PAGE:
“We Methodists have never, until now, insisted on a particular interpretation of scripture or a particular way of living out our faith,” Amrie said.

“But in February, the General Conference said that our way forward as a denomination was through a traditionalist, fundamentalist approach to scriptures, and I am not there.

“Our whole energy as a denomination has focused on this one issue for 50 years. But Jesus said nothing about it, and only a handful of Bible verses address it, while there are hundreds of verses about love, social justice, welcoming the sojourner, the orphan, the outsider.

“We’ve been hung up on this one issue when what we need to be focusing on is how do we live together in the reign of God and build a beloved community where it doesn’t matter whom you love, it only matters that you do love.”

“I believe that there’s something next for us, even though I don’t know what it is yet. But I know that the United Methodist Church as it is will exist Jan. 1 is not the United Methodist Church that I would join myself.

“I expect that the UMC structure will implode, including our seminaries, our hospitals, and other organizations. What this will look like, only God knows. Our congregation is going to be spending the next six months sorting that out.”

Dashed hopes and de fi ance

After February’s vote, some progressives held out hope that the UMC’s Judicial Council would declare the Traditional Plan unconstitutional.

But in April, the Council upheld the plan, while declaring some of its provisions unconstitutional. One provision had called for investigations of clergy candidates to determine if they are practicing homosexuals, while another would have required candidates to certify their support for rules in the UMC’s Book of Discipline.

Bishop Karen Oliveto leads the Mountain Sky Conference, which includes Colorado. Her May 1 statement expressed defiance, declaring the Traditional Plan “an affront to many in our annual conference who have had the experience of receiving God’s love through the lives and ministries of LGBTQ people.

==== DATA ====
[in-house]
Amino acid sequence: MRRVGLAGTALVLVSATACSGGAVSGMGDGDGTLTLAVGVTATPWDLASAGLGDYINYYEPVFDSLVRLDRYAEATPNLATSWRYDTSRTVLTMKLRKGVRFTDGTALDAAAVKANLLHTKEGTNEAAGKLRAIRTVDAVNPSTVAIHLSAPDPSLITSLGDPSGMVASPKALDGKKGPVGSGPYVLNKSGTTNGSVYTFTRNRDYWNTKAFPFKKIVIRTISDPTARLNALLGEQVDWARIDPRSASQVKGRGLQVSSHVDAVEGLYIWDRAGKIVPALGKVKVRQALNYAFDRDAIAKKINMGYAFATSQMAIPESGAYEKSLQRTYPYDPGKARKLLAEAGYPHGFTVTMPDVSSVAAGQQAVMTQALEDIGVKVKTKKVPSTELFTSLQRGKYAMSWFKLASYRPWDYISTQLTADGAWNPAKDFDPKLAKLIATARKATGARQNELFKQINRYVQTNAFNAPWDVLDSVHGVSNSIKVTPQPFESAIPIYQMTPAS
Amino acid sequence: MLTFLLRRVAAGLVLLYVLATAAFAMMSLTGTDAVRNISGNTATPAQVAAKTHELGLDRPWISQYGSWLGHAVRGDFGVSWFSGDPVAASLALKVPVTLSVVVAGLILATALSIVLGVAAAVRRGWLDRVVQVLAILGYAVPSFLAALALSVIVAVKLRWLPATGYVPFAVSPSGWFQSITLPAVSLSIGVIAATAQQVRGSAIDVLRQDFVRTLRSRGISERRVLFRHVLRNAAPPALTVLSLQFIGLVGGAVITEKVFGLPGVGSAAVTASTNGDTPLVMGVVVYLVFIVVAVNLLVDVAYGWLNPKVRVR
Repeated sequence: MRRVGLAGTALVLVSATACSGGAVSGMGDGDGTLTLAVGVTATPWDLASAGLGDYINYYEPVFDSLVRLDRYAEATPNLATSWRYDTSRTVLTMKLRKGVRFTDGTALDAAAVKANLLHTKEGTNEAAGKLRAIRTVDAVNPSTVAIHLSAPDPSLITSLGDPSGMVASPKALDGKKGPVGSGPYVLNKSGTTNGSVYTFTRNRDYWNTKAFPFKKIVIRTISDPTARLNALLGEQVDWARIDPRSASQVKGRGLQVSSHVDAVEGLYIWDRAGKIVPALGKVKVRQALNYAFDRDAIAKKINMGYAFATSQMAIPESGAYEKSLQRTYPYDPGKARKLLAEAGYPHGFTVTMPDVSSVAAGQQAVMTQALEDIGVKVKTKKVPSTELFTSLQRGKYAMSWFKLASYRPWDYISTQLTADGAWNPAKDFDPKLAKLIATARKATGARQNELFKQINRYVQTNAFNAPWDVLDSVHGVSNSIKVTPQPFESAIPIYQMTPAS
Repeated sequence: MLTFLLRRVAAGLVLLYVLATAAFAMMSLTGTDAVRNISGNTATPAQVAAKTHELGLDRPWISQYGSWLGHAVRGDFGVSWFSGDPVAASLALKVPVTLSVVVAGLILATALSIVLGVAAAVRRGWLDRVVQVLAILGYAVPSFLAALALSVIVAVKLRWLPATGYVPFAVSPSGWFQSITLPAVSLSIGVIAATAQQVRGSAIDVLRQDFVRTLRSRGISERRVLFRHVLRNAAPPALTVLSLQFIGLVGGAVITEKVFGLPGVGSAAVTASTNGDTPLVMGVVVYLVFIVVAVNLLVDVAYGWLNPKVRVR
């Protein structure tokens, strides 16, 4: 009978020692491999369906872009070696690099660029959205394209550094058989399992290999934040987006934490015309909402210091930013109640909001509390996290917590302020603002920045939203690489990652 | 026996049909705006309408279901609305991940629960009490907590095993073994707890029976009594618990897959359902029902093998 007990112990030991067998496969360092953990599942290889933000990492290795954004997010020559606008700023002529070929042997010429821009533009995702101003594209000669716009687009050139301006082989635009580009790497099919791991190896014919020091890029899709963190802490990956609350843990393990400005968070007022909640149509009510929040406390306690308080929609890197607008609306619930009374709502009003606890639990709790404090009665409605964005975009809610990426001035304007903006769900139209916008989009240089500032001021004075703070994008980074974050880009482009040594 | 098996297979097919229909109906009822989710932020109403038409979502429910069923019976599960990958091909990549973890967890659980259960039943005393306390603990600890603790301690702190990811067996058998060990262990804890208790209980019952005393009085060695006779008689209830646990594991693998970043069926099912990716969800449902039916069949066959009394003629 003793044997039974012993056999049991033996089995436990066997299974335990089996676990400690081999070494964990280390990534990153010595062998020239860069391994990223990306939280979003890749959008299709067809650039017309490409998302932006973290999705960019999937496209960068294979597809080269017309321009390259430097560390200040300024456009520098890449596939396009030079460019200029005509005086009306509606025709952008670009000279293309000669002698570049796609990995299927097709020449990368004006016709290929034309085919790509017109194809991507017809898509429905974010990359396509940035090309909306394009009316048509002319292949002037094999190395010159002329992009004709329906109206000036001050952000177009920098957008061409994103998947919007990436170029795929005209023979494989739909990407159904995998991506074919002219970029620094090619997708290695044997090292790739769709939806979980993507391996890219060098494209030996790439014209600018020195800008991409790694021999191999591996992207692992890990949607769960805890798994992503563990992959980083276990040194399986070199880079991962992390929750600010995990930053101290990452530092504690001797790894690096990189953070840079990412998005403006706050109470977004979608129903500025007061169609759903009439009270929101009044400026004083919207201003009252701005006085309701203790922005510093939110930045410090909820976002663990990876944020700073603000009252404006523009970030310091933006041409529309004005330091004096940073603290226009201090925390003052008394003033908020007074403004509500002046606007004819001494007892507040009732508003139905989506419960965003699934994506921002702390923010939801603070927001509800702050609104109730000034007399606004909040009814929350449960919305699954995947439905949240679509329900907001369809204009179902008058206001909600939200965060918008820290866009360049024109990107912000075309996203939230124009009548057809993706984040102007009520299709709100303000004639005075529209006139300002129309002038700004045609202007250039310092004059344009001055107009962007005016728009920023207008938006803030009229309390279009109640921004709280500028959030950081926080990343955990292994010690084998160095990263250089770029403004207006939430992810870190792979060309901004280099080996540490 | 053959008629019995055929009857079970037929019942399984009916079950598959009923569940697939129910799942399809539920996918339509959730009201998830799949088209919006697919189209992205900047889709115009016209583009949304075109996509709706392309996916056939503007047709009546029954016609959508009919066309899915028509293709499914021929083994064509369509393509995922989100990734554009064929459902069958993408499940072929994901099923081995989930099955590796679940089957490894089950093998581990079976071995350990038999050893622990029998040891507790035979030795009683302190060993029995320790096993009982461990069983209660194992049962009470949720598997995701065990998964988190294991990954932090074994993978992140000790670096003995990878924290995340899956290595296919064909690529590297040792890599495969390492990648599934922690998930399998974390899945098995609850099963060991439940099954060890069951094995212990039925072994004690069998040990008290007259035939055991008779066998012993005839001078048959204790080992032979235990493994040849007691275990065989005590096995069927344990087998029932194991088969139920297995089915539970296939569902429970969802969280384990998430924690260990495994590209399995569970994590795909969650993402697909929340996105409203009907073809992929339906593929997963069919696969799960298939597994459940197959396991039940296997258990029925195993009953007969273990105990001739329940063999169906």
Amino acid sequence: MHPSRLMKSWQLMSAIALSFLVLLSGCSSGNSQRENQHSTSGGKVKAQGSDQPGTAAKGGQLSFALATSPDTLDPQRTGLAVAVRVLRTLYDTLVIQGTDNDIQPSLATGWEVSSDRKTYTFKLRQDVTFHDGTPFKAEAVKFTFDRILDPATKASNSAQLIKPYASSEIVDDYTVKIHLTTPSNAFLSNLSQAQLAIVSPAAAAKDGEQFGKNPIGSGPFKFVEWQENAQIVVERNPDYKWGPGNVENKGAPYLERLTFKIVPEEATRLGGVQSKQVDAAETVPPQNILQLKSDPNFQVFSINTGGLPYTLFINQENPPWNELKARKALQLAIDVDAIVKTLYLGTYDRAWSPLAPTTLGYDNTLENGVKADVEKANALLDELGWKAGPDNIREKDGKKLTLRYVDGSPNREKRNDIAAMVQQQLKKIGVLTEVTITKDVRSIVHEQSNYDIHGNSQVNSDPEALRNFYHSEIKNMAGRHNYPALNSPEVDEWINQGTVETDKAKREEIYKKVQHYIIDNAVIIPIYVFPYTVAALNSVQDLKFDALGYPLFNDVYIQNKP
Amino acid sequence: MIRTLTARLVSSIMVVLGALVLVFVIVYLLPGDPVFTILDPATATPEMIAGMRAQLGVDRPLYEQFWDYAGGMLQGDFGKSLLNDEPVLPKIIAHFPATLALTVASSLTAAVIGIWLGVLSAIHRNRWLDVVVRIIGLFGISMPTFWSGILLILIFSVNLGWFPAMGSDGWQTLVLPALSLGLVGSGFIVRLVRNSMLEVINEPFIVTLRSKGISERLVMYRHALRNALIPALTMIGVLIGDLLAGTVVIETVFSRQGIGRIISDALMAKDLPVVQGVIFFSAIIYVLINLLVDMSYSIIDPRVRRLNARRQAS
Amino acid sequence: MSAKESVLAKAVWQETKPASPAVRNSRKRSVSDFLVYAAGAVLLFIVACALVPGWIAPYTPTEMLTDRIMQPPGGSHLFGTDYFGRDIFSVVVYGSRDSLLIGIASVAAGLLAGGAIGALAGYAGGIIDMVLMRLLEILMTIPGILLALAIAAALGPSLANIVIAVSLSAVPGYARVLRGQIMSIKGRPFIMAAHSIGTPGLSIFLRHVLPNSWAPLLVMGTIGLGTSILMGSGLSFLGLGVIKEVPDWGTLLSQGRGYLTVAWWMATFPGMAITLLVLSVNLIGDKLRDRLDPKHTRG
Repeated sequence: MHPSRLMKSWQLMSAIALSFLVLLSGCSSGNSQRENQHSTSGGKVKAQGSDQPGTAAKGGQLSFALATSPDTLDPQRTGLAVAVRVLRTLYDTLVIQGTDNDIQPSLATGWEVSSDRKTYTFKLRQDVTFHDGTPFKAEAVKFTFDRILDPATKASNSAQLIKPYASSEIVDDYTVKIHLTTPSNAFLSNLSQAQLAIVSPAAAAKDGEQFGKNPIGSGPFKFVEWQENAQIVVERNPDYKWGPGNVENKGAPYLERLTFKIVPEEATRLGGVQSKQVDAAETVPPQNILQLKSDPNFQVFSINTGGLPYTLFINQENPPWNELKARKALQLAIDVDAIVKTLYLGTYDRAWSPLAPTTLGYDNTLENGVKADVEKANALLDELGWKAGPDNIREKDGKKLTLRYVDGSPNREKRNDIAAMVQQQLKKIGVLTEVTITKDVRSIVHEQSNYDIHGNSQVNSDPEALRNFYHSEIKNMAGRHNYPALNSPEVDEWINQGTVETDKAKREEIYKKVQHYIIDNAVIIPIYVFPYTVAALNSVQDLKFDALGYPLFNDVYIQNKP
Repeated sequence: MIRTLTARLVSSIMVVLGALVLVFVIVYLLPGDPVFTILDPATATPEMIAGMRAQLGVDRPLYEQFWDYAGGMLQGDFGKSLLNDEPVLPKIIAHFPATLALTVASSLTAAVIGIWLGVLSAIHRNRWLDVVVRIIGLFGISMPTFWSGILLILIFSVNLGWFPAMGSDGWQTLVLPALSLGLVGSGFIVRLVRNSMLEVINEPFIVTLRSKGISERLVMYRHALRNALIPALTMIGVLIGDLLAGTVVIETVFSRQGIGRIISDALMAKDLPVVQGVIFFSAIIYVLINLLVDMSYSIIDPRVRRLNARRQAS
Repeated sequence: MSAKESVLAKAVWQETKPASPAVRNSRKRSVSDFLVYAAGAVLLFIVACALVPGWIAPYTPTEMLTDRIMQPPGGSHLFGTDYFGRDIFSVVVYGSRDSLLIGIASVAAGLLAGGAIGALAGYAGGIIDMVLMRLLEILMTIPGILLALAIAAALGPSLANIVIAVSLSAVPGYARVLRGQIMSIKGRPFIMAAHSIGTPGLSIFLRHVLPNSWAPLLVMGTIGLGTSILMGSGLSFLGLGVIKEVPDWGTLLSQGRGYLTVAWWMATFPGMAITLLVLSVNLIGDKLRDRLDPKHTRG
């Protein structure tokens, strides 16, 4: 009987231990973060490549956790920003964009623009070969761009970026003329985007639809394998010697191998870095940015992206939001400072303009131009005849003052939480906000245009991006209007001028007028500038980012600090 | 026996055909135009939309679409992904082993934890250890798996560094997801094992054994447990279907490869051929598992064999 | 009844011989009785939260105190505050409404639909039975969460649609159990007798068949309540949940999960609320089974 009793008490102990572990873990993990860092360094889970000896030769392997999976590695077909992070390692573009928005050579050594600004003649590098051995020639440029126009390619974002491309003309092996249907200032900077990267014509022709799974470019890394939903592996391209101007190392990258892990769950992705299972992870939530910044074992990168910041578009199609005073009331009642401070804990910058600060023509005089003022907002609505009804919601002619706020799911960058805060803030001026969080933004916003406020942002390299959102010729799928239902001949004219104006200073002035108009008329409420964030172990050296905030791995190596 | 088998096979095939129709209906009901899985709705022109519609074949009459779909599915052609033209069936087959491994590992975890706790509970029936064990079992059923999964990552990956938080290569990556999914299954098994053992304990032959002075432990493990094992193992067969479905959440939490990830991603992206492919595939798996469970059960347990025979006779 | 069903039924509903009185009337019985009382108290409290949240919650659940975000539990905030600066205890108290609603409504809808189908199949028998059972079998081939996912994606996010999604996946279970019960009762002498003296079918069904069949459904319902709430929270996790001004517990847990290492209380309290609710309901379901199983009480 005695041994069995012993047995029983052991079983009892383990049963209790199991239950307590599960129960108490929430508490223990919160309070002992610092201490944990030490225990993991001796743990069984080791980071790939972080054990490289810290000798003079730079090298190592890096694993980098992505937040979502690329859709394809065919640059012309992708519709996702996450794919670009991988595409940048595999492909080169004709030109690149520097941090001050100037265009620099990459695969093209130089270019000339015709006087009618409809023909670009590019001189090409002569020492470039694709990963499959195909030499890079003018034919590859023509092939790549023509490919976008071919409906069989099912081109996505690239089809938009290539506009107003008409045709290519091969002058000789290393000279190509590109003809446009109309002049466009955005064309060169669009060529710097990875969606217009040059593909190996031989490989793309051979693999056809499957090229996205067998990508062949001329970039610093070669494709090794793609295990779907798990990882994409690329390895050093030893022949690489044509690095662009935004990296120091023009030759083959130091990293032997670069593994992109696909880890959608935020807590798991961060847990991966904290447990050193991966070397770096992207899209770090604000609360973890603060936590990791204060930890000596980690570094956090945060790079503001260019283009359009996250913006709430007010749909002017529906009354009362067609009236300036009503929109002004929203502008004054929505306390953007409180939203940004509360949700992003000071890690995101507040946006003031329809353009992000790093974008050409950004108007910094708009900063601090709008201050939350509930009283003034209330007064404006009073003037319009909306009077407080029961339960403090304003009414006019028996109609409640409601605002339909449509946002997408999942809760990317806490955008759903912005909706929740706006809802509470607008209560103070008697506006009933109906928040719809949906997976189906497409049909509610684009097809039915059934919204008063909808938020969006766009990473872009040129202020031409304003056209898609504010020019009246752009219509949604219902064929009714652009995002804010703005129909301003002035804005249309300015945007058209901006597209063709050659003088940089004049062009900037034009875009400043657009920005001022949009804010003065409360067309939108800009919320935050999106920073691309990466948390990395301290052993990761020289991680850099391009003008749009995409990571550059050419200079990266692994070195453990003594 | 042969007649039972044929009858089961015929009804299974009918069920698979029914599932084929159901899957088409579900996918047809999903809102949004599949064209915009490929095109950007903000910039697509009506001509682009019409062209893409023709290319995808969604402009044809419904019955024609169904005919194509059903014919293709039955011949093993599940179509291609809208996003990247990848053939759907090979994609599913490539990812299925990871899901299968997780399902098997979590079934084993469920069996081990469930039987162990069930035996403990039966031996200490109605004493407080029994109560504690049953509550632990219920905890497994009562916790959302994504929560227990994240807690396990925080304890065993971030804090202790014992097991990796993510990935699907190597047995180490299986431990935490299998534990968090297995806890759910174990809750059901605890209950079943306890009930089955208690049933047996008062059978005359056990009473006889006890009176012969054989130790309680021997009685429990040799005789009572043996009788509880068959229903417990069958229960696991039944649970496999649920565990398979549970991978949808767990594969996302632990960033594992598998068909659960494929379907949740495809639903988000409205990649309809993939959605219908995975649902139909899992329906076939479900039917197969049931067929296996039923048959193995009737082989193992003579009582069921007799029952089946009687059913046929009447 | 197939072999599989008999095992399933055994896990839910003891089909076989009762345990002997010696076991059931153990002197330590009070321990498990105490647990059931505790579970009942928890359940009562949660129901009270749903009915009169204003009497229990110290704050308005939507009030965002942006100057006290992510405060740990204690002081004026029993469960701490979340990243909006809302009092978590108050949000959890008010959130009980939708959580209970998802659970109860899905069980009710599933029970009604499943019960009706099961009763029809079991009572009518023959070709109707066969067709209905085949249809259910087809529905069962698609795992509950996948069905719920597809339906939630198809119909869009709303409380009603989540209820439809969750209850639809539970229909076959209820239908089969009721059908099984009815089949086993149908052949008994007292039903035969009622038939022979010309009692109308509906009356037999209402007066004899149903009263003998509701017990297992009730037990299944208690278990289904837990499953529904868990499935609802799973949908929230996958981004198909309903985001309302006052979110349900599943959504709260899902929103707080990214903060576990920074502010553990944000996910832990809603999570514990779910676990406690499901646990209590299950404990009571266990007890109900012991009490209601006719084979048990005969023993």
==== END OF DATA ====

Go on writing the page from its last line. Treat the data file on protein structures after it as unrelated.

“The mandatory penalties belie the grace that has always been a foundation of our United Methodist tradition, which expressed itself in seeking just resolution and reconciliation rather than legalistic rules and punishments.”

Oliveto, who is married to Robin Ridenour, a nurse anesthetist and United Methodist deaconess, said in her statement, “We will not tell a whole group of people they are unwanted in the body of Christ, that their calls are invalid, and their love an abomination. This creates second class citizenship in the household of faith and is abhorrent to the ways God’s Holy Spirit keeps broadening the circle of faith.”

Meanwhile, Rev. Ingram of First United Methodist Church has been busy “working on what a new expression of Methodism would be.”

In April, Ingram and dozens of other denominational leaders met in Dallas for a meeting convened by Adam Hamilton, an Oral Roberts University graduate who is pastor of the UMC’s 22,000-member Church of the Resurrection in Leawood, Kansas.

Ingram has also had discussions with the UMC’s Western jurisdiction, which is made up of churches west of the Mississippi River.

“I fully expect that, in the months prior to the May 2020 General Conference, we will have some clear idea of where we’re going to go as a church. At least I hope we don’t have to re-litigate everything.”

Grief and hope

Rev. Lindemood, the fifth generation Methodist pastor, expressed his shock over the February vote in a March 8 pastoral letter published on the Sunrise United Methodist Church website.

‘I am shocked and in grief by the actions of the denomination to strengthen the stance to isolate LBGTQ individuals and families,” he wrote.

“’Open hearts, open minds, open doors’ has been the motto for the United Methodist Church for many years. The decision made in St. Louis reflects a desire to close hearts, minds, and doors to LBGTQ people.

“As a man of faith and a pastor I want to represent a church that reflects the Lord’s unconditional love for all people. All means all. All includes those of us who disagree.”

In an interview, Lindemood said he never thought this split would happen in his lifetime, but added that his grief is mixed with hope.

“I’m encouraging myself and my colleagues as we struggle with what is next,” he said. “Now we get to deal with the best part of our faith, our resurrection faith, knowing that beyond this loss, something new will emerge.”